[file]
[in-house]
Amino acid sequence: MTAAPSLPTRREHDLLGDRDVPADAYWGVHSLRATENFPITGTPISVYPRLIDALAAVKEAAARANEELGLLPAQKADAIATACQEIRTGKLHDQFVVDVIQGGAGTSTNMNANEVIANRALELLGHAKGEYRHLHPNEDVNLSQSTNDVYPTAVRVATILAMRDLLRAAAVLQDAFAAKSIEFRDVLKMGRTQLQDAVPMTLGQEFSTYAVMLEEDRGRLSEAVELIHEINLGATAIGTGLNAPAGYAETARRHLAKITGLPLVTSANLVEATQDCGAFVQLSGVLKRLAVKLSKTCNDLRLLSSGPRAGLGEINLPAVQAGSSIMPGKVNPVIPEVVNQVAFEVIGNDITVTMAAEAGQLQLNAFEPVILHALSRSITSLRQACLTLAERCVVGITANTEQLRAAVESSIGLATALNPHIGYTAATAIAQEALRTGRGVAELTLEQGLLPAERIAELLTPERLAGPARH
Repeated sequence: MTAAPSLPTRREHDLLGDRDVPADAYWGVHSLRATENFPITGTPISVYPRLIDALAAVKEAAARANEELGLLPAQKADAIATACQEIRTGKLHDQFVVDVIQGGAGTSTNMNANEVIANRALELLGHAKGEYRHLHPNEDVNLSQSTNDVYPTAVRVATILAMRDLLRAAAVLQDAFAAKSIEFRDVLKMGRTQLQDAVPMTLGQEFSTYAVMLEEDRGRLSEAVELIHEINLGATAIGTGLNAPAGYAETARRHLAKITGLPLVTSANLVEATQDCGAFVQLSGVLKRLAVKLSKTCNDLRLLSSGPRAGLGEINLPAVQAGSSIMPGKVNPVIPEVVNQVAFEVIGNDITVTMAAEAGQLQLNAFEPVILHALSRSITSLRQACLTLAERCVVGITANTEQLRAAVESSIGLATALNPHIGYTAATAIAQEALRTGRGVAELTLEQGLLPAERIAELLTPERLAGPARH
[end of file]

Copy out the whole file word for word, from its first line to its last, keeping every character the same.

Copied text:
[in-house]
Amino acid sequence: MTAAPSLPTRREHDLLGDRDVPADAYWGVHSLRATENFPITGTPISVYPRLIDALAAVKEAAARANEELGLLPAQKADAIATACQEIRTGKLHDQFVVDVIQGGAGTSTNMNANEVIANRALELLGHAKGEYRHLHPNEDVNLSQSTNDVYPTAVRVATILAMRDLLRAAAVLQDAFAAKSIEFRDVLKMGRTQLQDAVPMTLGQEFSTYAVMLEEDRGRLSEAVELIHEINLGATAIGTGLNAPAGYAETARRHLAKITGLPLVTSANLVEATQDCGAFVQLSGVLKRLAVKLSKTCNDLRLLSSGPRAGLGEINLPAVQAGSSIMPGKVNPVIPEVVNQVAFEVIGNDITVTMAAEAGQLQLNAFEPVILHALSRSITSLRQACLTLAERCVVGITANTEQLRAAVESSIGLATALNPHIGYTAATAIAQEALRTGRGVAELTLEQGLLPAERIAELLTPERLAGPARH
Repeated sequence: MTAAPSLPTRREHDLLGDRDVPADAYWGVHSLRATENFPITGTPISVYPRLIDALAAVKEAAARANEELGLLPAQKADAIATACQEIRTGKLHDQFVVDVIQGGAGTSTNMNANEVIANRALELLGHAKGEYRHLHPNEDVNLSQSTNDVYPTAVRVATILAMRDLLRAAAVLQDAFAAKSIEFRDVLKMGRTQLQDAVPMTLGQEFSTYAVMLEEDRGRLSEAVELIHEINLGATAIGTGLNAPAGYAETARRHLAKITGLPLVTSANLVEATQDCGAFVQLSGVLKRLAVKLSKTCNDLRLLSSGPRAGLGEINLPAVQAGSSIMPGKVNPVIPEVVNQVAFEVIGNDITVTMAAEAGQLQLNAFEPVILHALSRSITSLRQACLTLAERCVVGITANTEQLRAAVESSIGLATALNPHIGYTAATAIAQEALRTGRGVAELTLEQGLLPAERIAELLTPERLAGPARH